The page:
this stamp who, inore than others, * Thence the atavis edite regibus in the upbraided our poet with the meanness First Ode, which is of a date posterior to of his birth, and thus' at last com. the present compesition. .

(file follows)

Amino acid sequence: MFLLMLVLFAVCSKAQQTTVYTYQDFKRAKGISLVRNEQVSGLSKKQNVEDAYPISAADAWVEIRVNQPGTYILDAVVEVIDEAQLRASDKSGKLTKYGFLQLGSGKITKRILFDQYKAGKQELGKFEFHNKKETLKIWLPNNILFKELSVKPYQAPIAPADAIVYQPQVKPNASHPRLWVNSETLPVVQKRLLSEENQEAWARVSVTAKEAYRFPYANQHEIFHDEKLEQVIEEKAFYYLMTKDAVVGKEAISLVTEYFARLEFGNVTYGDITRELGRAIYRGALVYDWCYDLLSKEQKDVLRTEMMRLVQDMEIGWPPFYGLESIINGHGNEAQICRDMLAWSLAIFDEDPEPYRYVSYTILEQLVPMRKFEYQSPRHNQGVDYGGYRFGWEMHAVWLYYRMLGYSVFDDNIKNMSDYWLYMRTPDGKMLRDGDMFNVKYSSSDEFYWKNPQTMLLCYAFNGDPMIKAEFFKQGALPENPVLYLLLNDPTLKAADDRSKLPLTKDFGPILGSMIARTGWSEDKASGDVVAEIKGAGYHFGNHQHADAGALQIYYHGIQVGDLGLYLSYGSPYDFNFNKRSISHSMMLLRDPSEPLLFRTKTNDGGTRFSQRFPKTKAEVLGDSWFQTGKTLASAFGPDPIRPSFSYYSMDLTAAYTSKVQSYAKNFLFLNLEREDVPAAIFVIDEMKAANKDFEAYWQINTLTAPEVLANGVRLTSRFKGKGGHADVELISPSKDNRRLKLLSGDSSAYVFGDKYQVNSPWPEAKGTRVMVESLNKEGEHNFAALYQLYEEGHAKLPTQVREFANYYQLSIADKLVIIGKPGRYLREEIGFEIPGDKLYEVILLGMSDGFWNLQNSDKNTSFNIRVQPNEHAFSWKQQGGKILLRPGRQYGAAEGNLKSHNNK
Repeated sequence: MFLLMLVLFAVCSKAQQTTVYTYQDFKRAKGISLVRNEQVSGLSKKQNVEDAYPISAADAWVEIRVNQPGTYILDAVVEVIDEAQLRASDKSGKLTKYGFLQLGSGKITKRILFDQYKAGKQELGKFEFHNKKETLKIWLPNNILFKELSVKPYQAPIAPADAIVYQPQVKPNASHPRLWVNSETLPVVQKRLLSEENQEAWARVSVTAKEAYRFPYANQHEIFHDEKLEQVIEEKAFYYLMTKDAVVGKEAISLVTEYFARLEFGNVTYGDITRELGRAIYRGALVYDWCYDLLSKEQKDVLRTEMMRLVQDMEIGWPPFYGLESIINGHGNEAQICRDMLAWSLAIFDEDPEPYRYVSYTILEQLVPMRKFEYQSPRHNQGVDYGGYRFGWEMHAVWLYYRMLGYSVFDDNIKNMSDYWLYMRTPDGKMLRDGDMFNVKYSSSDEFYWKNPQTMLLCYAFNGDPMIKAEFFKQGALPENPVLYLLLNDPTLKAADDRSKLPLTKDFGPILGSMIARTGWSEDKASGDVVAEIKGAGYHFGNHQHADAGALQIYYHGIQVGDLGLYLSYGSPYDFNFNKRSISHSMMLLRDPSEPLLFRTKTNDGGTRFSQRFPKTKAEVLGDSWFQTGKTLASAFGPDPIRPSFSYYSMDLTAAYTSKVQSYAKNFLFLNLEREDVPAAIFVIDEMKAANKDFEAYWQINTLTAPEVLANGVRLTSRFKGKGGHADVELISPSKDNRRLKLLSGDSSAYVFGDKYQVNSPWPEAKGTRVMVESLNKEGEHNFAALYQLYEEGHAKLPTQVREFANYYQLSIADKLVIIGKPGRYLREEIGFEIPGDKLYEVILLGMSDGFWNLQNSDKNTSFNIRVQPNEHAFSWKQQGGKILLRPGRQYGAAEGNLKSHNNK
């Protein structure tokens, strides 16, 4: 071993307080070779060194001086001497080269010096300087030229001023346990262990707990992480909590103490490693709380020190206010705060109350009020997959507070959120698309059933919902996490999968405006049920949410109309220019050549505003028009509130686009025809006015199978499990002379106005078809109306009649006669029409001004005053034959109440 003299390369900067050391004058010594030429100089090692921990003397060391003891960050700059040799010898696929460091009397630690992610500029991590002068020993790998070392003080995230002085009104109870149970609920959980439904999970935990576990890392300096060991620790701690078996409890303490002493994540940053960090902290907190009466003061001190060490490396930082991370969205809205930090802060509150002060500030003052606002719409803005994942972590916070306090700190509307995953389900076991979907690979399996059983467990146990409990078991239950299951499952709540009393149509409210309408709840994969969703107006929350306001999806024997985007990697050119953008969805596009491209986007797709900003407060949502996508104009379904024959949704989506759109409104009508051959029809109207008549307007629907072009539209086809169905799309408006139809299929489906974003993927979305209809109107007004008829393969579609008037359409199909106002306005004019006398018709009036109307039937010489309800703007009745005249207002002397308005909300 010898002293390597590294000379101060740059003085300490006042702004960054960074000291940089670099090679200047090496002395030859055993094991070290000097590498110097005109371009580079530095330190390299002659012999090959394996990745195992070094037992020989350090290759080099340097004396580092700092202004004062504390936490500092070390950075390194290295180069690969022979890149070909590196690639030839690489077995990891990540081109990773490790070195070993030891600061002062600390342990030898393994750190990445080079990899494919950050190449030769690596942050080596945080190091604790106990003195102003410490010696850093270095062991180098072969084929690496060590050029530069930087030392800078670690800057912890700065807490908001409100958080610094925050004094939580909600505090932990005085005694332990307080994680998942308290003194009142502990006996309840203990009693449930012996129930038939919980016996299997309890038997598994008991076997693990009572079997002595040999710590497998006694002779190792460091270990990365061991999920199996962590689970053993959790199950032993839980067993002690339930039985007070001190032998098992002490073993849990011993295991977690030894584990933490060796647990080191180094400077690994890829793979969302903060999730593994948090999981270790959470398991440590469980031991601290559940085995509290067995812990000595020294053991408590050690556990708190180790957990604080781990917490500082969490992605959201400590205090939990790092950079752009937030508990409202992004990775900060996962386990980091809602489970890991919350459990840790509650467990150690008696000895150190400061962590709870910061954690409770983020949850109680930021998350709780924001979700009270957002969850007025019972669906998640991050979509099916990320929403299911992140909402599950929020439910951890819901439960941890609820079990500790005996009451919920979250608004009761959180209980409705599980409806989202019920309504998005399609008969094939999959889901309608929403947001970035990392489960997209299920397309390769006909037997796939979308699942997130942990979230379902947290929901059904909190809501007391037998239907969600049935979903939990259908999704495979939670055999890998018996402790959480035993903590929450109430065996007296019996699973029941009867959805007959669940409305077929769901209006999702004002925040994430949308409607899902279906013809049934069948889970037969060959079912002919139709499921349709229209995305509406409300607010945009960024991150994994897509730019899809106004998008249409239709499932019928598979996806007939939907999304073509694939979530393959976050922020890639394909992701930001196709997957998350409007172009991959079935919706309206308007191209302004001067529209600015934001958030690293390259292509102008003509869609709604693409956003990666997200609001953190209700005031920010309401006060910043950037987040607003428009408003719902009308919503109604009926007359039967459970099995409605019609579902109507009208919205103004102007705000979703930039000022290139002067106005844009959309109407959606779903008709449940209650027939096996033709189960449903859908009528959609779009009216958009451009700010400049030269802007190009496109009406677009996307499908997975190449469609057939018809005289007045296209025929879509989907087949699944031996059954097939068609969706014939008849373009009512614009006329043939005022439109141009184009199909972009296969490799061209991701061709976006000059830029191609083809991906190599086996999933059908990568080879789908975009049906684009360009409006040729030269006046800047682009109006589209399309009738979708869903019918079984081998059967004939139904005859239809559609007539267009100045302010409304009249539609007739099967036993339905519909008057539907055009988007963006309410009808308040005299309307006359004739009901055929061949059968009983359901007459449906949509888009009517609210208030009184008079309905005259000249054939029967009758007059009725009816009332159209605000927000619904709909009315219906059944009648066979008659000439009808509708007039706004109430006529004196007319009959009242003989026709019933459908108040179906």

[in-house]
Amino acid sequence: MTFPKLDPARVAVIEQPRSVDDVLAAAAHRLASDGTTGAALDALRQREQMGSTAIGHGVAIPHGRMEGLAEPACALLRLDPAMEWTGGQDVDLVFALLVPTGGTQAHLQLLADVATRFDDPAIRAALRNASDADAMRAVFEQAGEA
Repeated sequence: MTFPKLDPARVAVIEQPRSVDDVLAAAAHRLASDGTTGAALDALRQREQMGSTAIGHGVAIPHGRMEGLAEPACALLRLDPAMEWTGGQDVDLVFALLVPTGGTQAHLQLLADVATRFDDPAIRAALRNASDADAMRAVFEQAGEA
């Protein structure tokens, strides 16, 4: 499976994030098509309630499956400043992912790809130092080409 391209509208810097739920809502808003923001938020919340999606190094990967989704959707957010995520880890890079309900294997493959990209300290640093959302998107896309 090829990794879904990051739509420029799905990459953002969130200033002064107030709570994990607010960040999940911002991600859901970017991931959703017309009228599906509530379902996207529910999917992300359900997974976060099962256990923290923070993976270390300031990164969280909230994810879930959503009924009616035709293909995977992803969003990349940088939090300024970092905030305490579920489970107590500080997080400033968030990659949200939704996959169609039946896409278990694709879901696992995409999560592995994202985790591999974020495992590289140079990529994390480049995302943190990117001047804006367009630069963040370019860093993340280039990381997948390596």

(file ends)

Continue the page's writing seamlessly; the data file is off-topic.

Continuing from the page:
We are already acquainted from the traordinary, than that the son of a foregoing Satires with our author's freedman should become a man who manner of giving his treatises the ap- in his twenty-second year deserved to pearance of that natural planless ca- be valued and beloved by a Marcus reer of thought, the characteristic of Brutus, and in histwenty-sixth by such free and easy conversation, and en. men as Mæcenas and Pollio. Horace tirely along mæandring walks, with was onquestionably indebted to his little occasional digressions, in reality father for all this, and more than to be approaching his object at every most of his contemporaries of nobler step. This method of composition descent were to theirs; and accordo cannot be sufficiently recommended ingly he had great reason not to be to all who would descant upon opi- ashamed of such a father. The same nions, manners, and passions, in the individuality may be predicated like form of satires, epistles, or discourses: wise of the use which he made of his and since herein we cannot so well leisure. His dispositions and bis habits work by rules, as upon forms and of life were strictly analogous to his models, which the judgment must situation ; and in him much was highly select and the imagination impress ; praiseworthy, which would have heen young poets, wishing to try their extremely culpable in a thousand strength in this department, cannot others. Our poet therefore, when perhaps more profitably employ them- speaking of the prerogatives of that selves in any kind of study, than in pobility which is conferred upon us diligently analyzing the Satires and by education, moral character, talents, Epistles of Horace. What a dull and acquirements, over that which academical exercise would be the re-' consists solely in hereditary posses. sult, if the axioms contained in this sions, and the advantages of an hum. performance were to be delivered in ble over a splendid birth, enjoys the a methodical series of syflogistical advantage of finding all he wants for deductions ! And what else can be ad- setting these objects in the fairest duced bút trite common-place matter point of view, as it were within his on such a subject? But how new, own enclosure, and therefore (making how interesting and entertaining, is allowance for the difficulty of speak every thing that Horace says upon it, ing of oneself with decency and withby partitioning the universals, con- out fatuity) but little art was requisite verting all into results of immediate to finish this beautiful delineation of experience, illustrating every propo- manners. Fewer requisites, só to sition by appropriate examples, and speak, sufficed him for being a poet, forming the main point which he inbecause he was a man so fortunately tends to demonstrate, into an indivi- born, and so happily situated. This' dual characteristic of Mæcenas, whose remark is perhaps applicable to most conduct he is vindicating, while, with of his performances ; but it may likethe most simple cordiality he deline- wise be a hint to the poets, invita Miates his father's character and his nerva, and the imitators, servum peown! By this method abstract ideas cus. It is not impossible to ape the are rendered apparent, and meta- manner of Virgil, Ovid, Lucan, with morphosed as it were into historical success; but in order to seize Horace's personages ; the figures file off into manner, we must be able almost to distinct groups, acquire their proper kidnap his very person. keeping, their natural colouring, light, Lydorum quicquid Hetruscos.] Hoand shade ; and instead of a hard and race bere speaks in conformity to a dry didactic sketch, a living picture vulgar tradition accredited by the of manners is produced to our view, historian Herodotus, in pursuance which at once satisfies the judgmeut, whereofthe Hetrurians were descended affects the heart, and gratifies the from a Lydian colony which had been taste,